As for this body, it’s not worth a carrot. I read somewhere that “We are not earthly beings on a spiritual journey, but spiritual beings on an earthly journey”. I like that a lot, it fills me with all good things, knowing that we have always belonged to God, that He’s just let us go for a short time. I guess that’s why the heavens rejoice when we return, just as the father of the prodigal son.

    Love and peace as always to you and Mike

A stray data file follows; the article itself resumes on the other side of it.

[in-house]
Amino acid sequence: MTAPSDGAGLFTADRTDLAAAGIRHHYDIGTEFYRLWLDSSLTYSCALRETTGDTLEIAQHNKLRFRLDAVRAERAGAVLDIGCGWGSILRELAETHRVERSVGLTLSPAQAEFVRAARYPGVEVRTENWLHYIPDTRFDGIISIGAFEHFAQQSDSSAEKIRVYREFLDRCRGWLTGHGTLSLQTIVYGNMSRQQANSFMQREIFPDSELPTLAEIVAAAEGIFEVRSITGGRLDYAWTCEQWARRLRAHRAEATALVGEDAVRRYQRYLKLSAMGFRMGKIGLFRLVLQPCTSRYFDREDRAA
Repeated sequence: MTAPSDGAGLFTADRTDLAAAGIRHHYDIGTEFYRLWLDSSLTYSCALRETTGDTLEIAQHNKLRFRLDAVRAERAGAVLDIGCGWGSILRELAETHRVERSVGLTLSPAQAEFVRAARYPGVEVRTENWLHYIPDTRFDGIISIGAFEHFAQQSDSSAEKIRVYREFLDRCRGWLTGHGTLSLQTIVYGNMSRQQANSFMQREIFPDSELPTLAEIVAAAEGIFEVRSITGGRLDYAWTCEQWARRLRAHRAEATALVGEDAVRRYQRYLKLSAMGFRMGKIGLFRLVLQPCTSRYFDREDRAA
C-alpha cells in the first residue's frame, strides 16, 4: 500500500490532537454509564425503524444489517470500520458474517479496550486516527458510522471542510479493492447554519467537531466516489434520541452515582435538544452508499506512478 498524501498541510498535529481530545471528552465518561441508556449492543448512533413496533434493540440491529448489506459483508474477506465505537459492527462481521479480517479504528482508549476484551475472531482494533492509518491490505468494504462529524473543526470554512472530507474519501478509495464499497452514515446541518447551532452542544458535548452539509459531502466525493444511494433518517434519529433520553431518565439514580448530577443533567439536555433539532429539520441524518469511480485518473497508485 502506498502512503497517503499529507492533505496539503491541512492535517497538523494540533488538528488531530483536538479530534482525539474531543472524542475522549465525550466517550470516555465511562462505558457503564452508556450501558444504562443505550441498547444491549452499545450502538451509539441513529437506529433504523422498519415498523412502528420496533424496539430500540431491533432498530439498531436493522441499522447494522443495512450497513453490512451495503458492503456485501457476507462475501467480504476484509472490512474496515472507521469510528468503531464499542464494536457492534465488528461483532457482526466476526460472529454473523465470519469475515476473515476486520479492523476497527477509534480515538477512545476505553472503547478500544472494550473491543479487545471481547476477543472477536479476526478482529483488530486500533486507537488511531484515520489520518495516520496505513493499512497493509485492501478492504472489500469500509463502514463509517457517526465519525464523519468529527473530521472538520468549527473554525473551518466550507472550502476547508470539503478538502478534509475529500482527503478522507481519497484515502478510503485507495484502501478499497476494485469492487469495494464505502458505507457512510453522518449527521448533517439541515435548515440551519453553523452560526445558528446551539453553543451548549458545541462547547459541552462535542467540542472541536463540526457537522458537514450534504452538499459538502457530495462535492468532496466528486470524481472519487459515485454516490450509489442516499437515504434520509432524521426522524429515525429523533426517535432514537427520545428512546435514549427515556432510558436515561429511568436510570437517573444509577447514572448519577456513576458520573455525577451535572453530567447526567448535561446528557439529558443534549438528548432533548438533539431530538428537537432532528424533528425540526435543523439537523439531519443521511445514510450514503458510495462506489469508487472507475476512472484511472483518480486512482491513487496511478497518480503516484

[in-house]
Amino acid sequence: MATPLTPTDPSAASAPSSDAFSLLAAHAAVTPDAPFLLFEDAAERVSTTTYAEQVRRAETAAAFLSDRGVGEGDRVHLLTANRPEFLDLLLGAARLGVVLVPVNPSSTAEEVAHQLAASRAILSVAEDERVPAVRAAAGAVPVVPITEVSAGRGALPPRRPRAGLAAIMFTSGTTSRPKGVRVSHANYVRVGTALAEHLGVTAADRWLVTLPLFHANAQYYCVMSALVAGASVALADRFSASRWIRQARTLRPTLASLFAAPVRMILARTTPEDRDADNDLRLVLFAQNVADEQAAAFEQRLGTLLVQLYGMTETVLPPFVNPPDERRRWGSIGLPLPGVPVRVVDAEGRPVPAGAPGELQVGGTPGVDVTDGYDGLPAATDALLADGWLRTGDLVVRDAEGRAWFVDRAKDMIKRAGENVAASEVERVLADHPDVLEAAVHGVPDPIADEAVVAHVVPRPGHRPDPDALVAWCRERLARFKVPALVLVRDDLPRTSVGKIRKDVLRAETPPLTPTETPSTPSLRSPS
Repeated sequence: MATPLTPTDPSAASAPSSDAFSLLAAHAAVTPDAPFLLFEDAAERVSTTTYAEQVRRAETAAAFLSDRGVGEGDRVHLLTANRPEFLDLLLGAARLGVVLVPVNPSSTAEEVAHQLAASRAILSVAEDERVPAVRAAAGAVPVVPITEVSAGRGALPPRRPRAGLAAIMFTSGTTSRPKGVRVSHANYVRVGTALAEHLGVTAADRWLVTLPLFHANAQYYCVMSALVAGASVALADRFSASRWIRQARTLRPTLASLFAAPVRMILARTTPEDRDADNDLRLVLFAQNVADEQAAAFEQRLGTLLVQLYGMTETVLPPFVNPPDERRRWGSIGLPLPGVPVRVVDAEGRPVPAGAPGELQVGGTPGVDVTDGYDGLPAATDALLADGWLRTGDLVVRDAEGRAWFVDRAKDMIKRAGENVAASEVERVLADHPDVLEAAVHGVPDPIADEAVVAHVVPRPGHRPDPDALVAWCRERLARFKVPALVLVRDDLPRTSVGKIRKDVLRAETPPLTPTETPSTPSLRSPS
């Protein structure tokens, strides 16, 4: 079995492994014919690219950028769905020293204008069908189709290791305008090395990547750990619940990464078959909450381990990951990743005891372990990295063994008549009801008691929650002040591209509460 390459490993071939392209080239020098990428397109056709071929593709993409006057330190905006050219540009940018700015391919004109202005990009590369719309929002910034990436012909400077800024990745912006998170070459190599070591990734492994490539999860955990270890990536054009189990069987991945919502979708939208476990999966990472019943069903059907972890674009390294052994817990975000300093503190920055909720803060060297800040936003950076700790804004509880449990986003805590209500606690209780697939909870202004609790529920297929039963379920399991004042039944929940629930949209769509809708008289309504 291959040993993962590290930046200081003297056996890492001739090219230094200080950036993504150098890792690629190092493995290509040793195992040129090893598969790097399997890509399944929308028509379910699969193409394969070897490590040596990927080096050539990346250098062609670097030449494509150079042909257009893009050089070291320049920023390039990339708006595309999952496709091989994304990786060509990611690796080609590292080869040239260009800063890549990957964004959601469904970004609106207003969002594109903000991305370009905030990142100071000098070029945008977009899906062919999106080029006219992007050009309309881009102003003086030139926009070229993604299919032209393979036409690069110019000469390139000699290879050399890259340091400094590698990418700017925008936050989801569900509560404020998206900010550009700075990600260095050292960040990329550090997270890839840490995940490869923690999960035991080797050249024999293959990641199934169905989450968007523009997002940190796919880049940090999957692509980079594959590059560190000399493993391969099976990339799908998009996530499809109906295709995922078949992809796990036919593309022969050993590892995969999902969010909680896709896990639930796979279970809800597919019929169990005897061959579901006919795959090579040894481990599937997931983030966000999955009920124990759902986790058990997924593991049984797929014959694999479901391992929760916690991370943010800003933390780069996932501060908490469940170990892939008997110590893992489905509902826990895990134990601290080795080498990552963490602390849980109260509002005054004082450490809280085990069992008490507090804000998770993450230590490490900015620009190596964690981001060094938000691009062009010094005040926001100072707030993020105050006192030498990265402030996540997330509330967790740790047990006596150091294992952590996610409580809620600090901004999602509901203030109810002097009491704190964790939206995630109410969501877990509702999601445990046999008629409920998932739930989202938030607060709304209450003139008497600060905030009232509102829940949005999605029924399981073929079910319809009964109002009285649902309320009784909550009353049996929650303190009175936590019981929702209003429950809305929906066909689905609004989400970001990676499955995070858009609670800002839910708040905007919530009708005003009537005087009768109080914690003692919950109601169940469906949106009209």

Gary

  • Thank you for this post.

    One of the readers on my blog Chronicles of a Kid Next Door recommended I should read your post. I had been struggling with depression and began writing about it. I am glad I came across your article. When we doubt, struggle or suffer, God is always by our side. Thank you for the reminder.

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  • ‘God’ is not an external being.

    It is not a ‘He’.

    It didn’t ‘come down to earth’ in a mysterious way.

    ‘God’ is your true nature.

    There is nothing external.

    It is not ‘God’.

    The divine is the self.

    It is the very existence of your entire being.

    It comes from within.